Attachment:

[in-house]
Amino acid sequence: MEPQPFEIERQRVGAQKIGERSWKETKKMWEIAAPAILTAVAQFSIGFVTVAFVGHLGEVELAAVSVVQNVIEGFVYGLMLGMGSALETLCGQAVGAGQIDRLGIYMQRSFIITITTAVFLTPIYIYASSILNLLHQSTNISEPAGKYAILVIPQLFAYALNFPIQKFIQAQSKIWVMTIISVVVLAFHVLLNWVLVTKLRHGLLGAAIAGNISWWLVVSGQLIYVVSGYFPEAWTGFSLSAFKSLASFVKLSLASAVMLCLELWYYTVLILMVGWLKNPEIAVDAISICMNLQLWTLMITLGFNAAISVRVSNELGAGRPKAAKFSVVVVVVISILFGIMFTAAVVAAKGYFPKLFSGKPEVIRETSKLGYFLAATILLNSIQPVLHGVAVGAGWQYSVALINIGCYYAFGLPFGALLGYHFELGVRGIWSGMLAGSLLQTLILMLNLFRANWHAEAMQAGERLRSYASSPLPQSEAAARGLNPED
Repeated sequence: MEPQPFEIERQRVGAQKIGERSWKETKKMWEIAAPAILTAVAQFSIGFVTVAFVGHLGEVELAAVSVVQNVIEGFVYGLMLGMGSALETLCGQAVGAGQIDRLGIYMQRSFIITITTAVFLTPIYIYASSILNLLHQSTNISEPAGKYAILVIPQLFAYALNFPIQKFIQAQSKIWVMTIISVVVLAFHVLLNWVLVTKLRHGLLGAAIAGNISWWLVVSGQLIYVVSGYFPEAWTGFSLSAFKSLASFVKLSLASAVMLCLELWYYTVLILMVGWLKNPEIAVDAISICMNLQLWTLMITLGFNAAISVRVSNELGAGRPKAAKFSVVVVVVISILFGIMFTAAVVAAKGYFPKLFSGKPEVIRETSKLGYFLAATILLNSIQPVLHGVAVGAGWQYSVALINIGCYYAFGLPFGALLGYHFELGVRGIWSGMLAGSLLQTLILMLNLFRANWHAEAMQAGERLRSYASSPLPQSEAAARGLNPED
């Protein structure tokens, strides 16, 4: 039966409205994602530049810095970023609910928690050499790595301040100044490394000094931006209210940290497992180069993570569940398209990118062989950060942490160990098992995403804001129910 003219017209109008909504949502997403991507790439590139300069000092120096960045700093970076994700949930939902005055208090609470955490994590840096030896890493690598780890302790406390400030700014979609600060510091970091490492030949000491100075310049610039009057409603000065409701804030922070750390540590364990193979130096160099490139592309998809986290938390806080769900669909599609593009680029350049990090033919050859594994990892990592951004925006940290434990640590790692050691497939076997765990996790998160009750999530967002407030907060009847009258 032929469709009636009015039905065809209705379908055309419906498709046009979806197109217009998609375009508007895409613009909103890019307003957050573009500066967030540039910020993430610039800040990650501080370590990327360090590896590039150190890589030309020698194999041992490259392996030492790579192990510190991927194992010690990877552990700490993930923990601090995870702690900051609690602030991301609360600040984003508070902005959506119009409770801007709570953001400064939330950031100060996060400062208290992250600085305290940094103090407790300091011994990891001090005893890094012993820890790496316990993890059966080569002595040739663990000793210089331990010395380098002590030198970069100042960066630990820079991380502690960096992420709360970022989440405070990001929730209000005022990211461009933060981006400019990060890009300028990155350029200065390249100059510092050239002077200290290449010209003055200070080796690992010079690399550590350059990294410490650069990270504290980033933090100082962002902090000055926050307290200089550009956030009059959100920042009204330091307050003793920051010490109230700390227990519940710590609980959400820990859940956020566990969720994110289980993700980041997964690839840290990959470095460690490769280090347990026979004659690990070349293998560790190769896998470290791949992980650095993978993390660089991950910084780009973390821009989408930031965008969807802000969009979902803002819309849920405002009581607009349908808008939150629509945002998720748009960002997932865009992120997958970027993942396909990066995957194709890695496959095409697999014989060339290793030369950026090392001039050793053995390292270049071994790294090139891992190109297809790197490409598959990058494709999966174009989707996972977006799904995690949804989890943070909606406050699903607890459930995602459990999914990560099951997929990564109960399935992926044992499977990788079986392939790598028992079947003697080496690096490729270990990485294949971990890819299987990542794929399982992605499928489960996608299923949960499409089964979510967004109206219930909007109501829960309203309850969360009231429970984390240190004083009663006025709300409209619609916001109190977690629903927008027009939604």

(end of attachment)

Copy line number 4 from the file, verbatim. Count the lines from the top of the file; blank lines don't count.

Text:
């Protein structure tokens, strides 16, 4: 039966409205994602530049810095970023609910928690050499790595301040100044490394000094931006209210940290497992180069993570569940398209990118062989950060942490160990098992995403804001129910 003219017209109008909504949502997403991507790439590139300069000092120096960045700093970076994700949930939902005055208090609470955490994590840096030896890493690598780890302790406390400030700014979609600060510091970091490492030949000491100075310049610039009057409603000065409701804030922070750390540590364990193979130096160099490139592309998809986290938390806080769900669909599609593009680029350049990090033919050859594994990892990592951004925006940290434990640590790692050691497939076997765990996790998160009750999530967002407030907060009847009258 032929469709009636009015039905065809209705379908055309419906498709046009979806197109217009998609375009508007895409613009909103890019307003957050573009500066967030540039910020993430610039800040990650501080370590990327360090590896590039150190890589030309020698194999041992490259392996030492790579192990510190991927194992010690990877552990700490993930923990601090995870702690900051609690602030991301609360600040984003508070902005959506119009409770801007709570953001400064939330950031100060996060400062208290992250600085305290940094103090407790300091011994990891001090005893890094012993820890790496316990993890059966080569002595040739663990000793210089331990010395380098002590030198970069100042960066630990820079991380502690960096992420709360970022989440405070990001929730209000005022990211461009933060981006400019990060890009300028990155350029200065390249100059510092050239002077200290290449010209003055200070080796690992010079690399550590350059990294410490650069990270504290980033933090100082962002902090000055926050307290200089550009956030009059959100920042009204330091307050003793920051010490109230700390227990519940710590609980959400820990859940956020566990969720994110289980993700980041997964690839840290990959470095460690490769280090347990026979004659690990070349293998560790190769896998470290791949992980650095993978993390660089991950910084780009973390821009989408930031965008969807802000969009979902803002819309849920405002009581607009349908808008939150629509945002998720748009960002997932865009992120997958970027993942396909990066995957194709890695496959095409697999014989060339290793030369950026090392001039050793053995390292270049071994790294090139891992190109297809790197490409598959990058494709999966174009989707996972977006799904995690949804989890943070909606406050699903607890459930995602459990999914990560099951997929990564109960399935992926044992499977990788079986392939790598028992079947003697080496690096490729270990990485294949971990890819299987990542794929399982992605499928489960996608299923949960499409089964979510967004109206219930909007109501829960309203309850969360009231429970984390240190004083009663006025709300409209619609916001109190977690629903927008027009939604």